Can I fire my family law attorney?

Posted on May 1, 2019 by Katie Carter

It’s not like it’s something that happens every day, but, sometimes, things don’t work out between a client and an attorney. Sometimes, it’s the fault of the attorney (hey, you already know it – we’re not perfect); sometimes, it’s the fault of the client; sometimes, it’s situational.

You can fire your family law attorney – you’re not stuck with representation that just isn’t working for you, for whatever reason. I’ve seen lots of craziness happen in these cases, so I can’t rule out, well, pretty much anything. Anything can happen.

What should I do if I think my attorney is doing a bad job?

I hear complaints about attorneys pretty frequently. But, in general, when someone asks me what they should do about an attorney in whom they are losing confidence, my answer is always the same: get a second opinion.

Let’s face it: sometimes, we’re unpopular just because the advice we give is the not the advice that our clients want to hear. The way I see it, though? It’s my job – in fact, its EXACTLY the point of my job – to give my clients advice. It’s also my job to do what my client wants, but usually, before I do that, I give them advice. Sometimes, my advice isn’t what the client hoped to hear, and doesn’t reflect what the client believes. In some cases, too, the client is less mad at the attorney and is more mad about hearing how the system works, what the judges think when certain issues are brought up, and how decisions have been rendered in other, similar cases.

I don’t make the rules, you know. Not many of us lawyers do. And, even if we DO participate in the legislative process (besides just regular voting), there are a LOT of factors involved in what laws get passed and what laws don’t.

So, it’s important to separate an attorney not telling you what you want to hear, or advising that you take a certain course of action that you’d REALLY like to take, with an attorney actually doing a bad job. It would be nice to think that you and your attorney will completely agree about how to pursue your case and what the likely results will be, but that’s not always the case — and we, as a group, are a little skittish about overpromising. We’re cautious. We deal in worst case scenarios. We like to prepare our clients for less-than-ideal situations, so that everyone can assess risk appropriately.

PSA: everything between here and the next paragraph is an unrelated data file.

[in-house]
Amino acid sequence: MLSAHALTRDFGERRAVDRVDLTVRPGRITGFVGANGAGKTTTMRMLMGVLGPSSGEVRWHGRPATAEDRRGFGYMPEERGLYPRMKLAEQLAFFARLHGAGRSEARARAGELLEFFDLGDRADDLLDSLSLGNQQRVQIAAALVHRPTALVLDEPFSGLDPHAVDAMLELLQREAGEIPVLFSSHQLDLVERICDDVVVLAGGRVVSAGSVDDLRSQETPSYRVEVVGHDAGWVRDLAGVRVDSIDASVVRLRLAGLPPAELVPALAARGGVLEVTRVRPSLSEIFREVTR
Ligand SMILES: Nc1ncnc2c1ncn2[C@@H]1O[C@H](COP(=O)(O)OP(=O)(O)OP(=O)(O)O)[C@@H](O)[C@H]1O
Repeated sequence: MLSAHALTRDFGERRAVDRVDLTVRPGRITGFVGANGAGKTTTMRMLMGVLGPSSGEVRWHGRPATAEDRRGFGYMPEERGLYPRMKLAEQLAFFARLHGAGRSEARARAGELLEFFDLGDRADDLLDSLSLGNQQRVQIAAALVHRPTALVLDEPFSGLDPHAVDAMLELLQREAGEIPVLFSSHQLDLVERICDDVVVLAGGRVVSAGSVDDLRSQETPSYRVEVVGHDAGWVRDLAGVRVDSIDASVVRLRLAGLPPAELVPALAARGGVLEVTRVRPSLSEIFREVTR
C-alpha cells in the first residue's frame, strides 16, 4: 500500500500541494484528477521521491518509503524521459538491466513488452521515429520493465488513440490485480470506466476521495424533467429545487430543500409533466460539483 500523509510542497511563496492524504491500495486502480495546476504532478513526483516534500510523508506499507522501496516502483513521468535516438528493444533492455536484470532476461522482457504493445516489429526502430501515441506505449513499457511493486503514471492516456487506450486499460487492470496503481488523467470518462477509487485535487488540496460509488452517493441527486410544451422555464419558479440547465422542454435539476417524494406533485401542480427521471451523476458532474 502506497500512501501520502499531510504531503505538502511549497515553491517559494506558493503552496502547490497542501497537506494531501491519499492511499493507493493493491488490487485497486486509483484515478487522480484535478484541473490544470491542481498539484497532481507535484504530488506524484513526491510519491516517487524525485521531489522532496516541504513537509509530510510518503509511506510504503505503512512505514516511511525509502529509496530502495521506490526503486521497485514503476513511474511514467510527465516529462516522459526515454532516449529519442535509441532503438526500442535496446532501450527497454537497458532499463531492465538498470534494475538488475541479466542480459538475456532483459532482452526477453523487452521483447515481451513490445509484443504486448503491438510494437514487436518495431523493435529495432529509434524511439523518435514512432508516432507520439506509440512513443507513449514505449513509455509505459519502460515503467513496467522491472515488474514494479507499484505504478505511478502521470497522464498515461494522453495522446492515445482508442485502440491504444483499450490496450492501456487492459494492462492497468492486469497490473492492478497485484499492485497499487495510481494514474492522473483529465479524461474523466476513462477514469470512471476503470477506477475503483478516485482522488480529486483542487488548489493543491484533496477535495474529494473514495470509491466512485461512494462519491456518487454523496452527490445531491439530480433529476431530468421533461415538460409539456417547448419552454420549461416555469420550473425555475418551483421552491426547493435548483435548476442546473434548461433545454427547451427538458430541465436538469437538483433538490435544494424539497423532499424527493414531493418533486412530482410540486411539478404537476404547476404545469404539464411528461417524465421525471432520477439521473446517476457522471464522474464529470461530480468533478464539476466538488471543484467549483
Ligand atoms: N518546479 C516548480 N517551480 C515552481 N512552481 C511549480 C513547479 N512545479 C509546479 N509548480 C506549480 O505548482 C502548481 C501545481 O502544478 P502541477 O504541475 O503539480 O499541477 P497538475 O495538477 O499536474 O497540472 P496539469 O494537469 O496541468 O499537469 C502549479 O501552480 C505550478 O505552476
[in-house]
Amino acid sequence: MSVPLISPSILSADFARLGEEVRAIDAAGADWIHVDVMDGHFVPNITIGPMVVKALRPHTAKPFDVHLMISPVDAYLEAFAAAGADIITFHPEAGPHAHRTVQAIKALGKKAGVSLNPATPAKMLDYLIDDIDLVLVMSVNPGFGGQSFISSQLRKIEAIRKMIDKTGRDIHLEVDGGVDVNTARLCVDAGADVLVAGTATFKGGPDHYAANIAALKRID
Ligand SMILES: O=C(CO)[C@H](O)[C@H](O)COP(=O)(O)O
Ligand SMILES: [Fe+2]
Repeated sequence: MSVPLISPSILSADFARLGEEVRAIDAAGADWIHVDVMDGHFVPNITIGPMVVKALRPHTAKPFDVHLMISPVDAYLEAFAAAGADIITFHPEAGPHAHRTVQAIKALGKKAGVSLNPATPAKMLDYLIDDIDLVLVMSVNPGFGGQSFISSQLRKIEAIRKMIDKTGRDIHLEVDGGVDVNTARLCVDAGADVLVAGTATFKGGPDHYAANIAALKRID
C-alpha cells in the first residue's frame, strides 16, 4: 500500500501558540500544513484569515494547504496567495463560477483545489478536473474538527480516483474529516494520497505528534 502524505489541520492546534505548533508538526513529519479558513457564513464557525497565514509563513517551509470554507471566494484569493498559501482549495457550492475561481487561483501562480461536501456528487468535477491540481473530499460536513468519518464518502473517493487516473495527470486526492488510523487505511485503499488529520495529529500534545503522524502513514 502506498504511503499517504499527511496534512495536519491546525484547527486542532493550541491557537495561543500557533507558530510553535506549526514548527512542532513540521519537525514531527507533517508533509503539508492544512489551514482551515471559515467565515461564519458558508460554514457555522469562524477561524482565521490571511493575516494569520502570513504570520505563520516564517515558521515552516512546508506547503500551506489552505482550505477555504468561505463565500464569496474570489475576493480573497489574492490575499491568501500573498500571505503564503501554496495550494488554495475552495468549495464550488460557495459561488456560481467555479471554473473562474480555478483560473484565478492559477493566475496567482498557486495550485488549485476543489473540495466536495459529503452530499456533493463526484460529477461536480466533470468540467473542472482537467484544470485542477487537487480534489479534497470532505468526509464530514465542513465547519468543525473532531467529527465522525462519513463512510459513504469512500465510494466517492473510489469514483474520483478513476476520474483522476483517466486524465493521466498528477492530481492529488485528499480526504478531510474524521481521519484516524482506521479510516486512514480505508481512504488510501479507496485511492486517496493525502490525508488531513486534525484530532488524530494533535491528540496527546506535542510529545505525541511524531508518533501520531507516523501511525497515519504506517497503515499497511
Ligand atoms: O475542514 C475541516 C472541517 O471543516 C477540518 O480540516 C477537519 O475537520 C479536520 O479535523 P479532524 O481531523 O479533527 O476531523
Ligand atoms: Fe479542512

It doesn’t always make us the most popular.

So, before you fire your attorney and throw part of the money you’ve spent thus far down the drain, just get a second opinion. See if another attorney has the same assessment as yours. If so, it may be that you just have to face some uncomfortable truths. That can be super hard, especially if yours is a custody or support case, but it’s also important for you to know the strengths and weaknesses of your case. It may have a lot to do with what you choose to do strategically.

If the other attorney has better advice, or your personalities mesh better, or he or she has indicated that your attorney is doing something that is inadvisable (hey, it DOES happen), THEN maybe it’s time to consider a switch. But I wouldn’t just jump to fire an attorney without polling at least one other local area attorney to get their impression of your situation.

Then, by all means, fire your attorney. It is important that you work with someone who you liked and respect, who is responsive to you when you call or email or reach out, and who shares your common goals.

But my attorney is really doing a bad job!

It does happen. It’s not ideal, but it happens. In that case, I’d still get a second opinion. Since things have gone south with your first attorney, it’s probably a good idea to make sure that you and your next attorney are on the same page. You don’t want to run into any of the issues that you’ve come across since hiring your first attorney.

Ask questions. Get answers. Make a better decision the second time around.

Not sure what to ask or where to start? Request a free copy of our guide to hiring a family law attorney by clicking here.

Feel free to give us a call at 757-425-5200 if you have any questions or would like to set up a consultation with one of our licensed and experienced Virginia divorce and custody attorneys!